Eventually the sins of the world will crush him and he will die under its weight, but not until he completes his task. Even during the agony of the cross when Jesus was taking on the sin and suffering of the whole world, he was still offering his life to put human relationships in the right. It is there he honors his mother and passes on the responsibility of her care to his beloved disciple, John (John 19:27). And for the criminal crucified alongside him who recognizes his sin and pleads for mercy, Jesus lifts the burden of his sin and fans the flame of his faith with the promise that he shall be with him in paradise (Luke 23:40-43). And to all those people who crucify him, he prays, “Father, forgive them.” He offers them grace.

B. Justice is perfected

After Cleopas and his wife encountered the risen Christ on the road to Emmaus, their view of the crucifixion was turned upside down. As Jesus took on the world’s suffering and died under its weight, the power of sin and death was broken and with his resurrection the beginning of God’s new creation had begun. As Tom Wright observes, their earlier statement, “They crucified him – but we had hoped he would redeem Israel” would shortly become, “They crucified him – and that is how he did redeem Israel.”4

God’s message of love and hope is not limited to Israel, but is everlasting and will extend to every nation and people group on earth. Isaiah says, it will be long-awaited for – “The coastlands will wait [expectantly] for his law (i.e. “his teaching”).” “Coastlands” and “islands” signified the most remote places on the earth from Israel’s standpoint. The coastlands were not waiting for a law, but for a relationship with the living God, with all the privileges Israel had. When Jesus commissioned his disciples to make disciples of all nations, they were to go forth with the expectation that the nations were already longing for this good news. Anywhere you go, any place in the world, you will find people waiting expectantly for this justice.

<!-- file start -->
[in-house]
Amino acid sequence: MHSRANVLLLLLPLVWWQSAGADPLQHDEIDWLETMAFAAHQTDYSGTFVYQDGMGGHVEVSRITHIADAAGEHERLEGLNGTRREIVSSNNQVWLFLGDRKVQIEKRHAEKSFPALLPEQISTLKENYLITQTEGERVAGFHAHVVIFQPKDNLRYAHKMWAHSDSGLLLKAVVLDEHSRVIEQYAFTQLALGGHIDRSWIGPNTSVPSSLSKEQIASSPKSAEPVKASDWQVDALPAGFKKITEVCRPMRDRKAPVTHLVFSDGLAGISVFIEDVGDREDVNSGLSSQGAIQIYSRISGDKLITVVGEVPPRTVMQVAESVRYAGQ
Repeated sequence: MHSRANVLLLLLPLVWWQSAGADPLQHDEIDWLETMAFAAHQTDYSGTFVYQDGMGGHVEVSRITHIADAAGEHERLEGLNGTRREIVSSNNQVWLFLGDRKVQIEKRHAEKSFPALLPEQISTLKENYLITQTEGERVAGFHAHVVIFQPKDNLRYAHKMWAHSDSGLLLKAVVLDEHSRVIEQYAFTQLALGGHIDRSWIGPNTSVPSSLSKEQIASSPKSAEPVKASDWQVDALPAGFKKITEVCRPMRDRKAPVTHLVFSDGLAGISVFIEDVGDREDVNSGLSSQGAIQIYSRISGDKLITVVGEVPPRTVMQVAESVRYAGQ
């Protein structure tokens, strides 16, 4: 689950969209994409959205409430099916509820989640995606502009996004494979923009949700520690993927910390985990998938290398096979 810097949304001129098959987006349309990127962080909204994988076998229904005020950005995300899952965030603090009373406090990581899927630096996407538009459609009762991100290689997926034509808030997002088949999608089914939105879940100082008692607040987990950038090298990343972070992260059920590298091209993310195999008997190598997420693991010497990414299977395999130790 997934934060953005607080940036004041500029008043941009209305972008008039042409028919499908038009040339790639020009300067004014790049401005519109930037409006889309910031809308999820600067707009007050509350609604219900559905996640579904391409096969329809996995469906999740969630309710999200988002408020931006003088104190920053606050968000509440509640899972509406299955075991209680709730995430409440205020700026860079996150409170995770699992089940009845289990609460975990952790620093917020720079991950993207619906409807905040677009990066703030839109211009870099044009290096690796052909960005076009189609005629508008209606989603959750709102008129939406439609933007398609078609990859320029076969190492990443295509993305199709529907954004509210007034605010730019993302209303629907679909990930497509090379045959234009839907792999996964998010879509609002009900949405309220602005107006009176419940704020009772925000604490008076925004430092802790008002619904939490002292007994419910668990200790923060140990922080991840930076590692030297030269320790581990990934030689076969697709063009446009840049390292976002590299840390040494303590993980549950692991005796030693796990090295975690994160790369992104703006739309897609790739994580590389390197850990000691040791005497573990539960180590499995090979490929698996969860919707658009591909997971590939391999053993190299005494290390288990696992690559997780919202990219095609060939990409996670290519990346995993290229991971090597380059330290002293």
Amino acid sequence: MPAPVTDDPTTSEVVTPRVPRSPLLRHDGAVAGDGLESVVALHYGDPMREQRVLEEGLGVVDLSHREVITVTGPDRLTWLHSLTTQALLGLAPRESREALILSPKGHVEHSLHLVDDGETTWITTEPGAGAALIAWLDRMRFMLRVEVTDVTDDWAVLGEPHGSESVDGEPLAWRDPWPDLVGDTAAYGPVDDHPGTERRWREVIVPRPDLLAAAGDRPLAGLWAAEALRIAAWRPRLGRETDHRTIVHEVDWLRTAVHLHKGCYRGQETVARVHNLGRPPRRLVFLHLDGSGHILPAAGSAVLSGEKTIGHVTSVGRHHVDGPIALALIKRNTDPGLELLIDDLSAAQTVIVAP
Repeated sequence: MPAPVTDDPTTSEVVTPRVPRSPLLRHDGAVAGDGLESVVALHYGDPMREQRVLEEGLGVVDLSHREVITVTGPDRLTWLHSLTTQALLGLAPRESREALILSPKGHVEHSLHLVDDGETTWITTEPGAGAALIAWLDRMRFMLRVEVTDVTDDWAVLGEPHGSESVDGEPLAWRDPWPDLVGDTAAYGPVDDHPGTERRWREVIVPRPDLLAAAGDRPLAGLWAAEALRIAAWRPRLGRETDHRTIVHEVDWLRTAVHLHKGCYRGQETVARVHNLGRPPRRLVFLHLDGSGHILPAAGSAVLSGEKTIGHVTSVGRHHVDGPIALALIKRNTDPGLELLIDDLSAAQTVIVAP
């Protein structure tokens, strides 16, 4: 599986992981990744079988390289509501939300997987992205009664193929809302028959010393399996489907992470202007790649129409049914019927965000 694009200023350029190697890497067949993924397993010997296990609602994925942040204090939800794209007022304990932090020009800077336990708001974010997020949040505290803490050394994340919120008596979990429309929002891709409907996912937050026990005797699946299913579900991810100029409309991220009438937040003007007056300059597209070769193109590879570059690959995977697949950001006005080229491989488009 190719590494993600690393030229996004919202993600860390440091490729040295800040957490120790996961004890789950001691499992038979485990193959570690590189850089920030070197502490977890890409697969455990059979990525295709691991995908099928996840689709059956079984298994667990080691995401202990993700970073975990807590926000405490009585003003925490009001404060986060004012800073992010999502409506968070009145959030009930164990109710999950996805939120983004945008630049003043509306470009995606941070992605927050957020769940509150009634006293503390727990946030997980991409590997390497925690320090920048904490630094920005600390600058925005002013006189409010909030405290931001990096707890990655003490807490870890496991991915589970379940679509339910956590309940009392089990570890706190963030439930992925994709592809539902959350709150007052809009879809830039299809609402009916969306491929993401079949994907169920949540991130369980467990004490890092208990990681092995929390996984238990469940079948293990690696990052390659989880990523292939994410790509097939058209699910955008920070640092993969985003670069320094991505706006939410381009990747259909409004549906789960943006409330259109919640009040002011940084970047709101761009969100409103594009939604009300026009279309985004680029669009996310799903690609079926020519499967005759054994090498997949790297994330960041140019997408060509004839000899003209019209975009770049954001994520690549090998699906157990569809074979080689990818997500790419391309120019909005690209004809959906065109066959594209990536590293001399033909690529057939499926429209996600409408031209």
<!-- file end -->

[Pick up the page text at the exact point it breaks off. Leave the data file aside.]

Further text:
IV. What is the Gospel?

A. A redefinition of the gospel: Are you his servant?

Normally we are taught that the message of the gospel is this: Believe the right things about Jesus and you will receive the gift of forgiveness and go to heaven when you die. But Isaiah’s Servant Song offers us a better definition: Give up (repent) your way of being in control and follow Jesus, and you will receive the gift of forgiveness and the full measure of his life-giving Spirit, so that out of your suffering, you will have the joy of liberating those in darkness wherever he sends you.

So the question is, “Are you a servant?” When you get up in the morning, no matter what your situation or title, you are the most powerful person in the place where God has put you – your company, your school, your neighborhood. Since you have the fullness of God’s Spirit, you are God’s instrument to bring justice.

B. Where is justice to be found?

My last question to us this morning is, “Where is justice found?” Jesus said that we are the salt and light of the earth. Right now there are revolutions happening all over the world. People don’t like oppression so they oust brutal dictators but then put someone just like him in his place. Capitalism and democracy are not the saviors of the world. They can be as oppressive and idolatrous as dictatorships. America is not the savior of the world. You, the servant of Christ, are the only hope this world has for justice. We can’t complain about the world because we are it. We cannot complain about other political parties, about other nations or corporations, because we are the only ones – those who follow Jesus – who have the equipment to right the wrongs and bring justice on earth. This is gospel. Amen.

Therefore, prepare your minds for action, keep sober in spirit, fix your hope completely on the grace to be brought to you at the revelation of Jesus Christ. After you have suffered for a little while, the God of ©all grace, who called you to his eternal glory in Christ, will himself perfect, confirm, strengthen and establish you. To him be dominion forever and ever. Amen. (1 Pet 1:13; 5:10-11)

 


Notes


1. If this is the same “Cleopas” mentioned in John 19:25, then it is possible that the other disciple is his wife, Mary.
2. John N. Oswalt, The Book of Isaiah Chapters 40-66 (NITOT; Grand Rapids: Eerdmans, 1998), 111.
3. N. T. Wright, Luke for Everyone (Louisville: Westminster John Knox Press, 2004), 167.
4. Wright, Luke for Everyone, 294.

© 2011 Peninsula Bible Church Cupertino